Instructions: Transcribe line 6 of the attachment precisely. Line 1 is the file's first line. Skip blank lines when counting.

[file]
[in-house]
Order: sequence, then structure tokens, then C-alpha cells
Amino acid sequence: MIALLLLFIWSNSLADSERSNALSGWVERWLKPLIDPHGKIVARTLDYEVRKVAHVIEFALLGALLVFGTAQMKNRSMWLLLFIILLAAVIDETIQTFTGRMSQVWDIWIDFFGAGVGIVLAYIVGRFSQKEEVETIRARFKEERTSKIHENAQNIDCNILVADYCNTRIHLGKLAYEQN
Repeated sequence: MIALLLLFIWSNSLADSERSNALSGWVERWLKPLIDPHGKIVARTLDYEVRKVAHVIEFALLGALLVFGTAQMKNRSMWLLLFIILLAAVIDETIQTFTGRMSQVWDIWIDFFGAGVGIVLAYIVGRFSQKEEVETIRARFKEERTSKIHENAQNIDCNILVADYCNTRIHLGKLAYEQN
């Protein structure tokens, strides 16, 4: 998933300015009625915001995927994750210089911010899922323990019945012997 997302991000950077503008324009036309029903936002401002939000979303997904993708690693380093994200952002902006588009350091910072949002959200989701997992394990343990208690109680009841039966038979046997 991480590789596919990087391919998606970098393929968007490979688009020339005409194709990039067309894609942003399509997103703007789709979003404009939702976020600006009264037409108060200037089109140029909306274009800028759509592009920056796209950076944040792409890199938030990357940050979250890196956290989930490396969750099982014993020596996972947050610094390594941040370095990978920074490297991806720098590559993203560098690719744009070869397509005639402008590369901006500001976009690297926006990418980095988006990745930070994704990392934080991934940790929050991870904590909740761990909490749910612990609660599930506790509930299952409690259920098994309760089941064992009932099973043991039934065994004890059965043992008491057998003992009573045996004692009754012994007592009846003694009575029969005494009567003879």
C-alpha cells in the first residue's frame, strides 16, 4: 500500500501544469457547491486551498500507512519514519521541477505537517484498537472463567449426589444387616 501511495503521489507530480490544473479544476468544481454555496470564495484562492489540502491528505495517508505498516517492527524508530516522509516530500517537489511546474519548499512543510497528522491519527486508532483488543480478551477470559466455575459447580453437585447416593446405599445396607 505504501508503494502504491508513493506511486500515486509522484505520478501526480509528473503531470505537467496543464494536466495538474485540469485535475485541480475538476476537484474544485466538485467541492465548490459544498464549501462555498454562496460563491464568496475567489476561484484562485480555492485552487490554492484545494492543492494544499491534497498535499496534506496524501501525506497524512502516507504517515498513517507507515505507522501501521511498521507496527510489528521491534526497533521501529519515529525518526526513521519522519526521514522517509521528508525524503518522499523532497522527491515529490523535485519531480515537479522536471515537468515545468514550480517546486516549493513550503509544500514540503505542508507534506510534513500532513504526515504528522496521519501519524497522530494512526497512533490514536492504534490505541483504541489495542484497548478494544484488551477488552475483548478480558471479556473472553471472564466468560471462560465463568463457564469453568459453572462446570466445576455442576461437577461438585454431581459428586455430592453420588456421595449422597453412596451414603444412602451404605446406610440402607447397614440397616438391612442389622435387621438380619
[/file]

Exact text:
C-alpha cells in the first residue's frame, strides 16, 4: 500500500501544469457547491486551498500507512519514519521541477505537517484498537472463567449426589444387616 501511495503521489507530480490544473479544476468544481454555496470564495484562492489540502491528505495517508505498516517492527524508530516522509516530500517537489511546474519548499512543510497528522491519527486508532483488543480478551477470559466455575459447580453437585447416593446405599445396607 505504501508503494502504491508513493506511486500515486509522484505520478501526480509528473503531470505537467496543464494536466495538474485540469485535475485541480475538476476537484474544485466538485467541492465548490459544498464549501462555498454562496460563491464568496475567489476561484484562485480555492485552487490554492484545494492543492494544499491534497498535499496534506496524501501525506497524512502516507504517515498513517507507515505507522501501521511498521507496527510489528521491534526497533521501529519515529525518526526513521519522519526521514522517509521528508525524503518522499523532497522527491515529490523535485519531480515537479522536471515537468515545468514550480517546486516549493513550503509544500514540503505542508507534506510534513500532513504526515504528522496521519501519524497522530494512526497512533490514536492504534490505541483504541489495542484497548478494544484488551477488552475483548478480558471479556473472553471472564466468560471462560465463568463457564469453568459453572462446570466445576455442576461437577461438585454431581459428586455430592453420588456421595449422597453412596451414603444412602451404605446406610440402607447397614440397616438391612442389622435387621438380619